Brixton – the ‘clone’ town

Written by on September 15, 2010 in Uncategorized - 1 Comment

'Re-imagining the high street' - the report released today

On the eve of Brixton Pound’s first birthday, Brixton has become a ‘clone town’, according to a survey released today by the new economics foundation. It studied the number of chain stores in towns and boroughs across Britain to highlight the importance of a diverse high street.

Despite its endorsement of the alternative currency, Brixton moved from ‘border’ status in 2005 to ‘clone’ status this year. The survey was conducted in 2009, before the additions of H&M, Starbucks and T-Mobile. It found that over half of Brixton’s high street shops are now chains. Nef created a scoring system which gave Brixton 50.5 points out of 100, with twons scoring over 65 classified as ‘home’ towns.

The report cites Philippe Castaing, owner of Opus and founder of Brixton Green, who has said that “Brixton is one of the most expensive high streets in London in terms of commercial rent, a major barrier for independent businesses.”

Nef first conducted the Clone Town survey in 2005, when Exeter came in as Britain’s blandest high street. This time, Cambridge took the bottom spot. But it wasn’t all bad news for South London – Streatham scored highly, with 76 on nef’s scale of 100, and was classed a ‘home’ town.

The survey is slightly skewed, however, because it only looks at the high street, not taking into account the number of independent shops elsewhere in the area. In Brixton, of course, many independent businesses have opened in the past year in the market, so it’s unclear whether it would remain a ‘clone’ town were the survey to be extended.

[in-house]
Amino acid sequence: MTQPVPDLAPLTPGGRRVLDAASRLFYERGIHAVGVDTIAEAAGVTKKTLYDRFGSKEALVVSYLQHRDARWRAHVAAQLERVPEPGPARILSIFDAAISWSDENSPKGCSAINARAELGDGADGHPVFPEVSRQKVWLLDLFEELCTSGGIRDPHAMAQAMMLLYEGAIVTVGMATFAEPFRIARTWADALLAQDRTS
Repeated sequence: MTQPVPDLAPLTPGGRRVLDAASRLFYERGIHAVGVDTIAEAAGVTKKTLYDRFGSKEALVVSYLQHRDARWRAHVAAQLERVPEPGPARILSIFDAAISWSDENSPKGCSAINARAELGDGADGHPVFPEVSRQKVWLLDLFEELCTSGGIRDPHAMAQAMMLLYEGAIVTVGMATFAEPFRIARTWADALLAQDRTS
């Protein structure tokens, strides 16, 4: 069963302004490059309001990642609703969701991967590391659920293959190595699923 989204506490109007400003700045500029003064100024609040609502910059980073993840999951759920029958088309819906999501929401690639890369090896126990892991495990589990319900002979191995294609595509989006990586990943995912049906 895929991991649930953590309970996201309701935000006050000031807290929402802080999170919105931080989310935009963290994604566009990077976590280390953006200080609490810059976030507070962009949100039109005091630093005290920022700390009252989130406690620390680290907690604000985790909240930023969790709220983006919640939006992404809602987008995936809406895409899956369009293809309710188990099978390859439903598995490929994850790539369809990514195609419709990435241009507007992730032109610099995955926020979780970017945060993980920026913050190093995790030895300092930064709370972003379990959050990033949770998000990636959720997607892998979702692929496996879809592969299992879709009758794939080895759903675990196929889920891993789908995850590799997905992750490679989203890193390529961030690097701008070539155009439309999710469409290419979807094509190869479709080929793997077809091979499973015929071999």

What do you think? Is Brixton ‘clone’ or ‘home’?

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One Comment on "Brixton – the ‘clone’ town"

  1. Tom Harle September 16, 2010 at 11:39 am ·

    I think you’re right to point out the differentiation between the high street and the rest of the shopping area – there’s a lady from Cambridge on Radio 4 right now arguing the same thing on you and yours.

    I’d like to read the rest of the NEF report though because I suspect that places like Brixton are actually exactly what they’re arguing for, where there is a good level of retail diversity, and good interaction between local communities and shops. I guess we’ve scored so badly because the high street is so easy to define. And actually we’re lucky that most of the chain shops are limited to that street.

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